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Katrina's Aftermath

The Unvanquished: A Cop's Story

September 18, 2005|David Zucchino | Times Staff Writer

New Orleans — It was almost dawn. Patrick Hartman had not slept well.

Hurricane Katrina was bearing down on New Orleans, but that's not what disturbed him. He had slept only fitfully since a traumatic shooting three years earlier -- and so little these days that his mother feared he was clinically depressed.

Weary and sleep-deprived, Hartman got up, ready to get to work. He was a New Orleans police officer. His regular shift wouldn't begin until 4 p.m., but he planned to leave around noon. He had been told that he would be part of a hurricane cleanup crew that evening, after Katrina had passed.

Patrick Hartman did not make it to work that day. Hurricane Katrina literally washed him away. It washed away everything stable and prosaic in the life of this Irish American cop, an intensely private and sensitive son of New Orleans. Like the city itself, Hartman was forever altered by what happened that day, by the privations he endured in the days that followed and the decisions he and others were forced to make.

The hurricane tested Hartman, 36, and he prevailed, but in a way that left him feeling brittle and unmoored. In many ways, his trials were the trials of an entire city: His home was flooded. He was submerged in fetid floodwaters. He was rescued. He rescued others. He was left bereft and homeless, wearing the same fouled clothing for days.

As a member of a police force shattered by the storm, Hartman lived a parallel life. He was both flood victim and working cop. The police chief said 80% of his officers lost homes to the flood, and a third of the 1,740 officers could not, or would not, report for work after Katrina hit.

Hartman's police station was flooded. He would have no police cruiser, no radio, no uniform. He and fellow officers hot-wired cars and boats, stole airport shuttle vans and took food and water from looted stores, he said. He was fired on by snipers, even as he rescued people from rooftops. He was involved in the biggest single police action of the flood -- the killing of five alleged snipers in crime-ridden New Orleans East.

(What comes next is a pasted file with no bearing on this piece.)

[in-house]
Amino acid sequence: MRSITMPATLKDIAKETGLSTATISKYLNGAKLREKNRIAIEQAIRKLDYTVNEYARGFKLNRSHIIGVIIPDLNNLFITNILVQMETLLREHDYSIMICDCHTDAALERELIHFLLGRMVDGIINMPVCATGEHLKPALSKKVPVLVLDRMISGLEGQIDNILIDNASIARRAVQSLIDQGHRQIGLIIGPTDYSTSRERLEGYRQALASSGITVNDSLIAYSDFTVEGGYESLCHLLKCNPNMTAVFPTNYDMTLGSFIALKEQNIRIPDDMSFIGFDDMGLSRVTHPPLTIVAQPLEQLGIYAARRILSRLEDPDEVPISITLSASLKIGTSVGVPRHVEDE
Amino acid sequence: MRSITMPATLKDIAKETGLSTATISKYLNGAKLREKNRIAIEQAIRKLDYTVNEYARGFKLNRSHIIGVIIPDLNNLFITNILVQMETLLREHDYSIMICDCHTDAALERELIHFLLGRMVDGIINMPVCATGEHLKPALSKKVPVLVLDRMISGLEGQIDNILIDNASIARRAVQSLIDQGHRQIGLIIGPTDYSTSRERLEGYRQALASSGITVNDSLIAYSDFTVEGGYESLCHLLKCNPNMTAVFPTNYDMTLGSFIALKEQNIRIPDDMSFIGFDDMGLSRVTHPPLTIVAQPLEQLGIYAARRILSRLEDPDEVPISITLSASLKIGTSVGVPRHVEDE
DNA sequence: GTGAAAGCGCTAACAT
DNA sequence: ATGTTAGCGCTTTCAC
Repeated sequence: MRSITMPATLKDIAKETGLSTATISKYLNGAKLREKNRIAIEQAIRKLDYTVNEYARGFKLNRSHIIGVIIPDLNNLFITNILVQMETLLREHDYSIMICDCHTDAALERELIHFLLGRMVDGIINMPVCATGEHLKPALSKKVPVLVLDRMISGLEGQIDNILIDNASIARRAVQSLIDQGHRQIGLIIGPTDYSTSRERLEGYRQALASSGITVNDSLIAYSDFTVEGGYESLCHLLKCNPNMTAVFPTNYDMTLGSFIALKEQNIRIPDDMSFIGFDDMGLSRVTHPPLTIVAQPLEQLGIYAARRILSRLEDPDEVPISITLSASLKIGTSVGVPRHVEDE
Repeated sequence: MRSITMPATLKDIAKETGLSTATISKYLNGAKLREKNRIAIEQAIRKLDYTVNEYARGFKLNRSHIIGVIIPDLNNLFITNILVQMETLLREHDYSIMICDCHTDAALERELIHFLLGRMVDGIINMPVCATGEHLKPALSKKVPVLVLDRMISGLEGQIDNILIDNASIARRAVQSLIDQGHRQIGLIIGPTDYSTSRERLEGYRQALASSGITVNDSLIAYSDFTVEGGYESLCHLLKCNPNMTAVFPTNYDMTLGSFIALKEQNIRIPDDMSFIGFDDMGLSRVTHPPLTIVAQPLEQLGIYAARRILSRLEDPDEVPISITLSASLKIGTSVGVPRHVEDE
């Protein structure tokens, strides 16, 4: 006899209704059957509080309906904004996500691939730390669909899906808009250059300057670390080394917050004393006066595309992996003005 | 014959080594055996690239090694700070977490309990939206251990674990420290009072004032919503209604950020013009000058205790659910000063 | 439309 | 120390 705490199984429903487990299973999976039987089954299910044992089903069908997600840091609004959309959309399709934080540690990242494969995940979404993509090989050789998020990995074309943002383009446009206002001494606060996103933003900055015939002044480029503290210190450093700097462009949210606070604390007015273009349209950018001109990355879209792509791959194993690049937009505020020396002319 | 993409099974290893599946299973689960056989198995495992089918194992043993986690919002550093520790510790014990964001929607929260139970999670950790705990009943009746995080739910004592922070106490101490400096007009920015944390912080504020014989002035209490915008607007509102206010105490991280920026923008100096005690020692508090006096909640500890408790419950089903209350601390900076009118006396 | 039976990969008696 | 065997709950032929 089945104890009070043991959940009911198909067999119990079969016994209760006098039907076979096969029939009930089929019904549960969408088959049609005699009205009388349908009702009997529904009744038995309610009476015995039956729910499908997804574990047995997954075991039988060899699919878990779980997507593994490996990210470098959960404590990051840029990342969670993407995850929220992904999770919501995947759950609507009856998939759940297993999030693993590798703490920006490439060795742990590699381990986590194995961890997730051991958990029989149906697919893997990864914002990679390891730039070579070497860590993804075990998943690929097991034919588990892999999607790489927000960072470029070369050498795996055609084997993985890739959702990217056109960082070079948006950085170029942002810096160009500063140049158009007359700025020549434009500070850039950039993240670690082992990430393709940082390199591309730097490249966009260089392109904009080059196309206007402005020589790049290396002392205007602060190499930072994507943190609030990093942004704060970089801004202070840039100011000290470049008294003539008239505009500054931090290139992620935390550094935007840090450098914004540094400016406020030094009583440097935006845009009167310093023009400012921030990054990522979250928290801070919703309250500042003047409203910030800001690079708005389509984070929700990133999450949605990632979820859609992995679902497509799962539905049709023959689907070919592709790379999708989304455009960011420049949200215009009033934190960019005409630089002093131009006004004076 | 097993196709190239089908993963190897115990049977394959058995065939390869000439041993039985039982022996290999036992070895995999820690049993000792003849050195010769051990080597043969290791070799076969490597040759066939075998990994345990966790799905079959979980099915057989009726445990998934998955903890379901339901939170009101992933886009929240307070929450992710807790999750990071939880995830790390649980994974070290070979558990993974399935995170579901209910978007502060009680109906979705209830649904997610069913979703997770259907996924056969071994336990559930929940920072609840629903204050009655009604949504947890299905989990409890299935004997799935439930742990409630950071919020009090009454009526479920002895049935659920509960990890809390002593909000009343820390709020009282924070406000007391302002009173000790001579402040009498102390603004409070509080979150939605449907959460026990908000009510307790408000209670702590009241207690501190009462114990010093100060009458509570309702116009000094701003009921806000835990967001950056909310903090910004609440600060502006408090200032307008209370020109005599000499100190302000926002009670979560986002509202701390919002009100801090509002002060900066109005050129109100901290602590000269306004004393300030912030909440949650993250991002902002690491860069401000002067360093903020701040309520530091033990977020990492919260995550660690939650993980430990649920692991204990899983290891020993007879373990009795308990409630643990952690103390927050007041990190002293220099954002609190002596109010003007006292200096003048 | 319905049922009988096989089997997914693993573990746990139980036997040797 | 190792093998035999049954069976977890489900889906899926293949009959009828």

After two officers committed suicide the first weekend after the storm, all 100-some officers in Hartman's district were offered bus rides to Baton Rouge to rest for a day or two before returning. Hartman and seven others volunteered to stay. They piled onto another bus, bound back to the 7th District.

"I watched grown men cry," Hartman said. "We thought we were going back to die."

After all this -- after a gashed hand bled all over a stranger's bedroom, after the skin on his feet cracked and sloughed off, after a desperate gunshot that left his hearing impaired -- Patrick Hartman did an odd thing. He went back to work. But not before he wrote a letter to his 87-year-old grandmother, describing all that had befallen him. And not before he went searching for the police medal he had lost to the storm.


He knew what had been forecast, but at 5 a.m. on Monday, Aug. 29, Hartman thought the rainfall was calm and ordinary. Yet it would not stop. He watched from the doorway of his efficiency apartment, a wood-frame structure attached to the brick home of his vacationing landlord, an FBI agent. As murky brown water began to rise, Hartman counted the bricks on a neighbor's house to measure the flood's rise.

Hartman lived alone, divorced, wedded to his job. He spent his entire adult life in the regimented world of the military and law enforcement. He left home at 17, enlisting in the Army with his twin brother. He served four years, another six in the National Guard, and put in nearly nine years with the N.O.P.D.

He rented in Lakeview, a neighborhood of majestic oaks founded by Irish immigrants on the city's western shoulder, near the 17th Street Canal levee. There were at least 100 cops and firefighters living there, solidly middle class, among pensioners in tidy duplexes. There is a saying in Lakeview during hurricane season: "Fill your bathtub with water and take your ax to the attic."

Hartman did neither. Although at least half of Lakeview had evacuated by that morning, he stayed put. His truck was in the shop, he said later, but he would have stayed even if he had owned a working vehicle. He had to go to work. A friend would be coming by to give him a ride to the 7th District police station in New Orleans East.

As the waters rose, he called to check on his mother, Cheryl, who lives about 20 miles west in St. Charles Parish. Then his cellphone failed.

He was strapping on his 9-mm pistol and police radio just as a flood surge crashed through the narrow passage between his apartment and the house next door. Hartman didn't know it, but the levee had ruptured.

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